Thomas And Cimino Preview The Big 10: Power Rankings and Championship Picks

Quick, catch up. Before we unveil our full Big 10 Power Rankings and Predictions, be sure to check out our Offense and Defense previews, so you can get the full experience. 

With that being said, myself and resident Big 10 analyst Chris Cimino will be wrapping up our 3-story saga previewing the conference today with final predictions. First off – power rankings. 

Aidan ThomasChris Cimino
Ohio StateOhio State
Penn StatePenn State
Michigan StateMichigan
NorthwesternMichigan State

The top of our power rankings should come as no surprise. Ohio State is the clear favorite to win the conference, with Penn State being probably their only legitimate challenger. I actually almost leaned towards the Nittany Lions before recent events steered me away from that pick. Had Penn State had Micah Parsons, and fans in their stadium to produce their annual white-out game, I may have liked James Franklin’s squad to take home the head-to-head clash with the Buckeyes. However, in a fanless stadium with their best defender gone, Penn State doesn’t quite match up with Ryan Day, Justin Fields, and Co. Master Teague takes over as the primary workhorse in the backfield, and if he equals or comes close to the production of J.K. Dobbins, the Buckeyes will roll to another undefeated season. 

However, as the rankings progress, our lists begin to differ. Cimino is high on Minnesota, who returns Tanner Morgan, one of the best quarterbacks in the nation, and has a great head coach in P.J. Fleck. However, for me, the loss of Rashod Bateman leaves me with slightly more questions about the offense, and I’m not sure they have enough to compensate for significant losses on the defensive side of the ball. I slotted perennial Big 10 West favorite Wisconsin in at #4, as well as Nebraska at #6 before putting Minnesota into the seventh spot. 

Our other major difference is in Michigan State. Cimino has the Spartans crashing to eleventh on his list, barely above the traditional cellar-dwellers of the conference. In doing so, he makes some intriguing bets, including banking on a rebound season from a Northwestern team with a strong defense, and a better season than I expect from Indiana. I have the Spartans cracking my top-5 which may be high, but also reflects my belief that this a very top heavy conference. I don’t think there’s very many teams I would consider nationally relevant after Ohio State, Penn State, and maybe Michigan. Wisconsin has a case. But that’s about as far as I’ll go. Michigan State at 5 or 11? I’m not sure it makes a huge difference for me, but I think the Spartans can pull off 5-6 wins in Big 10 play.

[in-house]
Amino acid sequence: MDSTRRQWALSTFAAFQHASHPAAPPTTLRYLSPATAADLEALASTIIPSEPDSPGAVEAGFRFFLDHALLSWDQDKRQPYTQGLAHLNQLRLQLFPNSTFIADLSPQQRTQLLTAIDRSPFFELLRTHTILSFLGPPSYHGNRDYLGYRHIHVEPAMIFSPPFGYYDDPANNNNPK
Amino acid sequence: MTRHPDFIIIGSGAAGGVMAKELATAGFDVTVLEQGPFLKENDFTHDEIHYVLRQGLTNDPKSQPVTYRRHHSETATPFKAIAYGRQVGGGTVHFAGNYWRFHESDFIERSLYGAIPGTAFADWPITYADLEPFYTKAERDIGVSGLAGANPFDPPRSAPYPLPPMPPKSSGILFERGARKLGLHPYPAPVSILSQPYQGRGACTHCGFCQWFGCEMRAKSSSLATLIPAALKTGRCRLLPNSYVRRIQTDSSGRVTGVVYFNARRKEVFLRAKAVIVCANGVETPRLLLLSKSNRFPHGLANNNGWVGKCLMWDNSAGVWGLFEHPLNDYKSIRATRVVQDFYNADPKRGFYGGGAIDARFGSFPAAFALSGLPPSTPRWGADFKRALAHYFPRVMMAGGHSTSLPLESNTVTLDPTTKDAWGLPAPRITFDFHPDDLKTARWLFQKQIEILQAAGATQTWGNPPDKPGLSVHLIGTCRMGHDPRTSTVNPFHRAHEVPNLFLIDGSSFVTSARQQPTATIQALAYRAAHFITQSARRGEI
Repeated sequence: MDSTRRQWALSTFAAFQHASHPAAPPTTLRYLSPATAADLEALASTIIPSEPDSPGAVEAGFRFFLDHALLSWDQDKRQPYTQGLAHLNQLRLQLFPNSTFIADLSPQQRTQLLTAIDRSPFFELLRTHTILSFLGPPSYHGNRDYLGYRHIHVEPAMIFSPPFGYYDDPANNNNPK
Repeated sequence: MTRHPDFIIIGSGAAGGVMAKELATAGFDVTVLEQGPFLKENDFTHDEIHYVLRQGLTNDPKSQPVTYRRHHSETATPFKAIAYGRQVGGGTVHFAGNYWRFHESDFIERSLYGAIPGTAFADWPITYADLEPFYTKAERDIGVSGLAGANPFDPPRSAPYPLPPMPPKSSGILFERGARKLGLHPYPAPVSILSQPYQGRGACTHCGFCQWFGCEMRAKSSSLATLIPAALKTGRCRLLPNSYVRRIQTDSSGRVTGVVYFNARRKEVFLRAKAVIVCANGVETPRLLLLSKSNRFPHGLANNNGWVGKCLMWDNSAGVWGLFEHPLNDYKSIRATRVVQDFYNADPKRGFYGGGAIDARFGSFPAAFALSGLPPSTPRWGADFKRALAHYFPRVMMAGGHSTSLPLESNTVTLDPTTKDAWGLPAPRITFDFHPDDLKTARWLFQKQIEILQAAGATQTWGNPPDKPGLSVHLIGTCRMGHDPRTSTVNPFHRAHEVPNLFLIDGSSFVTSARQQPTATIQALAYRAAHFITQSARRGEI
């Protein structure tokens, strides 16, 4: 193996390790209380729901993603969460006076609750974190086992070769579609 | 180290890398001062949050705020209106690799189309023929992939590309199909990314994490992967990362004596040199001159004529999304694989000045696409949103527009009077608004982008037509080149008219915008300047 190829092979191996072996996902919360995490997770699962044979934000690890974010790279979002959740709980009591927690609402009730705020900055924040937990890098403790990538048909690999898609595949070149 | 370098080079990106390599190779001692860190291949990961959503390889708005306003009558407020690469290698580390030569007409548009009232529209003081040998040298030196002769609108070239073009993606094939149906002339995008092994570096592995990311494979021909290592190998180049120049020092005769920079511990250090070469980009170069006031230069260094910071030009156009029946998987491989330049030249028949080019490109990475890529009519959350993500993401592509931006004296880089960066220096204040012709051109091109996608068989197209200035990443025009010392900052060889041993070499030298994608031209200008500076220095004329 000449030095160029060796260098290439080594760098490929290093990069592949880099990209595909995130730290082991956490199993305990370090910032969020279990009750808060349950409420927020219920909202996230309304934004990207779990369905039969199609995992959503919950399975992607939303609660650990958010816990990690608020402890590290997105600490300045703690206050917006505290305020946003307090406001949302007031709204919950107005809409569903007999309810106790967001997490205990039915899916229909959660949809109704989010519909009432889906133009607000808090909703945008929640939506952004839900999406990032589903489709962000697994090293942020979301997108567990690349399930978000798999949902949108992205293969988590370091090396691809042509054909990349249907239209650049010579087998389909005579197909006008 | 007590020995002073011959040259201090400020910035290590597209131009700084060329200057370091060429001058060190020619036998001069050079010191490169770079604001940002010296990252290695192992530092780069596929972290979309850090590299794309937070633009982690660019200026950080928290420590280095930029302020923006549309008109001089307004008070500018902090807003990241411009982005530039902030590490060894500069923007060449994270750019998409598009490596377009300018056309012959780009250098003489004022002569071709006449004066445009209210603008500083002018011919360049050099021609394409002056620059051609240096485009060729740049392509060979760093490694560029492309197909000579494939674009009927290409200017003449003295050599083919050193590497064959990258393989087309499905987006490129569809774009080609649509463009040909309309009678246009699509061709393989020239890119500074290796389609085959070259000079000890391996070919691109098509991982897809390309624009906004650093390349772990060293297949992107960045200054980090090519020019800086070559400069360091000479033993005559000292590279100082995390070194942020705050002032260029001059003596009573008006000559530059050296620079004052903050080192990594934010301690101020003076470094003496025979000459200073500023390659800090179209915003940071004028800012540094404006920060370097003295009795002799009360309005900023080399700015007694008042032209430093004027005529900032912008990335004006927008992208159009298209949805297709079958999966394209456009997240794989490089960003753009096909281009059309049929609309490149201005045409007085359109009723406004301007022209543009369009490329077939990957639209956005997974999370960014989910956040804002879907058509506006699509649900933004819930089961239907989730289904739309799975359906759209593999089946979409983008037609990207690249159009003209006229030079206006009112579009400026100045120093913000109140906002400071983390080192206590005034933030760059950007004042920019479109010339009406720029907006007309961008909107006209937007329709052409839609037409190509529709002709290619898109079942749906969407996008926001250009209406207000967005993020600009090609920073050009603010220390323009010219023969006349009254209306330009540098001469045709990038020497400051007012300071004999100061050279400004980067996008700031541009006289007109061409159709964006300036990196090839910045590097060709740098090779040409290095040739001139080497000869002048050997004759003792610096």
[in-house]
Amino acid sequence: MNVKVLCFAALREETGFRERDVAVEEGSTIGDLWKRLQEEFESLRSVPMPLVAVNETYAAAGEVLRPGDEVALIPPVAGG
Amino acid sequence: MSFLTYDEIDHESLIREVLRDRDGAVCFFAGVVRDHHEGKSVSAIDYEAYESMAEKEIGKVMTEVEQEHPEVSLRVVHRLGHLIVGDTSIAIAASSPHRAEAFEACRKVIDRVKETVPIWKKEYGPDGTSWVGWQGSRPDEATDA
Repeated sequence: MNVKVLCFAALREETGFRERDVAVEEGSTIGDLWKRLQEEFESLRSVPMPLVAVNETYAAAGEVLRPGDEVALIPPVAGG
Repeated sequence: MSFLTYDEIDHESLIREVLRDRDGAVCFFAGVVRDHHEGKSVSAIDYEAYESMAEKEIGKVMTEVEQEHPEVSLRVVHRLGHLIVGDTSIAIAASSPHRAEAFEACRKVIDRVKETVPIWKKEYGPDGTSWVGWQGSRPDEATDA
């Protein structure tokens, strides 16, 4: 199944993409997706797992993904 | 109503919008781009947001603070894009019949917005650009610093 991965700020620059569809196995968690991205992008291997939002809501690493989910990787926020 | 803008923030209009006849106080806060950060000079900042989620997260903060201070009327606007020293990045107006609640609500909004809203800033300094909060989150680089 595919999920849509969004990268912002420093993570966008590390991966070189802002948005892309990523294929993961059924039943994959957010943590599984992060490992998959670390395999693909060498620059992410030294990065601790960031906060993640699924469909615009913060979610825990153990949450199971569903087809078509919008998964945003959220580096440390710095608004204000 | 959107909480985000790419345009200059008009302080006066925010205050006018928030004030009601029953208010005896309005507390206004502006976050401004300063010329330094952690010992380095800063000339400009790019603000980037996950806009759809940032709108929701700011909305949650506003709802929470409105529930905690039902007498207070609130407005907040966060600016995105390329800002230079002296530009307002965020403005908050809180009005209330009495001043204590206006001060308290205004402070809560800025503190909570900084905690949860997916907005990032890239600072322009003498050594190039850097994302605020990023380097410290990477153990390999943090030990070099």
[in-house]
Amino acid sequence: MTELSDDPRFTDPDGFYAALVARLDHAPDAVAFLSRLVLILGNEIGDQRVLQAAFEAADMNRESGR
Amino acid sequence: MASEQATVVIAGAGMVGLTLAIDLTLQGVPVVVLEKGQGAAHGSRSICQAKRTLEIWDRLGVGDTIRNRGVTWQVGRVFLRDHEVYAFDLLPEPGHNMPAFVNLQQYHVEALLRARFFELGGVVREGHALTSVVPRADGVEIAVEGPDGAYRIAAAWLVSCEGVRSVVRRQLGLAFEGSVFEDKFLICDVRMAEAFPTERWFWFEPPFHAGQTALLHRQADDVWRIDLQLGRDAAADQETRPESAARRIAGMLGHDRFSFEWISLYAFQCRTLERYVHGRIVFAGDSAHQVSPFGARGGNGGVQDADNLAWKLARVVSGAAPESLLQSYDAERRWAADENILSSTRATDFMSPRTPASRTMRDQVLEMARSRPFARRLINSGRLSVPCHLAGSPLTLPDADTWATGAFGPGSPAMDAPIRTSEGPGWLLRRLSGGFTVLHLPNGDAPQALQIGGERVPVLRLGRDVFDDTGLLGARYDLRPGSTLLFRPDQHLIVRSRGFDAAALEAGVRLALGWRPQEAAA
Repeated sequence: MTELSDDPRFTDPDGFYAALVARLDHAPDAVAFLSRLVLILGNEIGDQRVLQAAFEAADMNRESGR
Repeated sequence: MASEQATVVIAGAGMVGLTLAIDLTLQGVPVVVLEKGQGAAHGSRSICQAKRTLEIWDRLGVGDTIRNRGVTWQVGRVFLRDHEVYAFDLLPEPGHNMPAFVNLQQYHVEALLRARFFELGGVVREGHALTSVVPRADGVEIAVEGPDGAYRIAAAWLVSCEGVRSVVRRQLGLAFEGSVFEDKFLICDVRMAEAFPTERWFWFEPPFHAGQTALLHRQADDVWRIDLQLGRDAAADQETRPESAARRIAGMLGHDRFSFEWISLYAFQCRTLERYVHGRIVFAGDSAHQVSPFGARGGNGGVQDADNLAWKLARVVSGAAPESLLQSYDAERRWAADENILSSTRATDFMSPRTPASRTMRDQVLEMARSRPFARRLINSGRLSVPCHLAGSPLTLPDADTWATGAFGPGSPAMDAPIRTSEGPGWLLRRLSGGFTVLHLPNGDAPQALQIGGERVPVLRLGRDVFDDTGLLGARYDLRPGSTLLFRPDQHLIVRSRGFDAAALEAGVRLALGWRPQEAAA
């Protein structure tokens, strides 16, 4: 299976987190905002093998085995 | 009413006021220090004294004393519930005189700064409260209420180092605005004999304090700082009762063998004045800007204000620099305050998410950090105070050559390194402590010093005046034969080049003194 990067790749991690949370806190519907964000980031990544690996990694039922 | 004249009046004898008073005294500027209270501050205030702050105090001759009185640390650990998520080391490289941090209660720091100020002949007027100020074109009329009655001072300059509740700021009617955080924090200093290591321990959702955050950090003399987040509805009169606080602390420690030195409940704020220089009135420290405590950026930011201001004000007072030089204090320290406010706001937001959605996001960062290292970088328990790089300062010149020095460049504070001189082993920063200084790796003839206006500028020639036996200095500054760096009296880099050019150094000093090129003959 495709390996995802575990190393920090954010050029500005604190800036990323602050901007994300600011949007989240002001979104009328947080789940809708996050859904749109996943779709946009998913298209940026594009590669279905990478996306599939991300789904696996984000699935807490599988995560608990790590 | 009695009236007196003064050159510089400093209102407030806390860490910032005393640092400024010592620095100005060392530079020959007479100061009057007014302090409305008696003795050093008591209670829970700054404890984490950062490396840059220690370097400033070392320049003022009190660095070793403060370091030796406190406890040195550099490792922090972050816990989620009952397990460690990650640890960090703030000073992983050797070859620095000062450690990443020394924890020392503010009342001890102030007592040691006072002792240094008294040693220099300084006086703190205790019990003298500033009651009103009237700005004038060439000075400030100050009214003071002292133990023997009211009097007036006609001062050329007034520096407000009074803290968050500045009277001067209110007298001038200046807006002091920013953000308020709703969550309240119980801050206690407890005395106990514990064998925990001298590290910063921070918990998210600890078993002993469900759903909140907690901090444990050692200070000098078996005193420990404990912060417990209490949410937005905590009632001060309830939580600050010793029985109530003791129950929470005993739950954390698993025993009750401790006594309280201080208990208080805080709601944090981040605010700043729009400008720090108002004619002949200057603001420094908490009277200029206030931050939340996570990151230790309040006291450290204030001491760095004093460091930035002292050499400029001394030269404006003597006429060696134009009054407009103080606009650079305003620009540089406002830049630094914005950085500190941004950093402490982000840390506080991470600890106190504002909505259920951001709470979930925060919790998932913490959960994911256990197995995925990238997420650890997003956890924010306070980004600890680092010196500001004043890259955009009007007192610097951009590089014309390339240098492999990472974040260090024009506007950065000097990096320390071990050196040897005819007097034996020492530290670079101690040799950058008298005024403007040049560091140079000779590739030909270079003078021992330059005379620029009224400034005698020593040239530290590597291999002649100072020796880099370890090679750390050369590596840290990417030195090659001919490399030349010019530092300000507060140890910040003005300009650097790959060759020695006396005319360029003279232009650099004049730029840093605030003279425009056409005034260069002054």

Conference Championship Predictions

Thomas: Ohio State over Wisconsin

Cimino: Ohio State over Minnesota

This is Ohio State’s conference to lose, and neither myself nor Cimino see that happening. Ohio State’s stranglehold over the Big 10 continues. Their trickiest game is undoubtedly their clash with Penn State, and I really don’t see a team out of the West challenging the Buckeyes significantly in the conference championship. Cimino sticks with his Golden Gophers to make the title game, while I go with a repeat of last year’s championship. I think the West division is wide open, so I went with the consistent Badgers, who haven’t had a losing season since 2001. However, Tanner Morgan alone makes Minnesota a contender at least for the division crown, so the Gophers are a worthy pick here as well. 

Coach of the Year predictions

Thomas: James Franklin, Penn State

Cimino: Ryan Day, Ohio State

Although I picked Ohio State to win the conference, I’m not going with Day for Coach of the Year honors. Quite simply because 10-0 is the expectation in Columbus, so to give him COY for meeting the standard seems underwhelming. Rather, I’m going with Franklin. Although I don’t quite see him breaking through into the CFP, I think a 9-1 season in which they lose a large portion of their significant homefield advantage and have already seen one of their best players opt out would be excellent work by Franklin. Cimino goes with the likely safer pick in Ryan Day, who impressed greatly in his first season replacing Urban Meyer, and he’s an instant favorite for the award. 

Thomas and Cimino Preview The Big 10: Top Defenses, DPOY Predictions

After releasing our Big 10 offensive player of the year predictions a day ago, myself and Chris Cimino have returned to offer up our predictions for the best defenses in the Big 10, along with DPOY picks. Our offensive previews were very similar, as we both agreed that Ohio State and Penn State are the offenses to watch, while the Tanner Morgan-led Minnesota squad is an intriguing third team to keep an eye on. Does the same story ring true on the defensive side of the ball? Let’s check it out. 

Top Defenses


  1. Ohio State
  2. Penn State
  3. Michigan


  1. Ohio State
  2. Penn State
  3. Wisconsin

Once again, both Cimino and I come up with extremely similar rankings when looking at Big 10 defenses. Ohio State is just a beast on the defensive side of the ball, and although I was a little hesitant about placing them over a Penn State defense that returns a lot more production, the recent opt-out of stud linebacker Micah Persons convinced me to slide the Nittany Lions to #2. Shaun Wade is the latest in a series of elite cornerbacks to come out of Ohio State, and he leads the Buckeyes into action in 2020.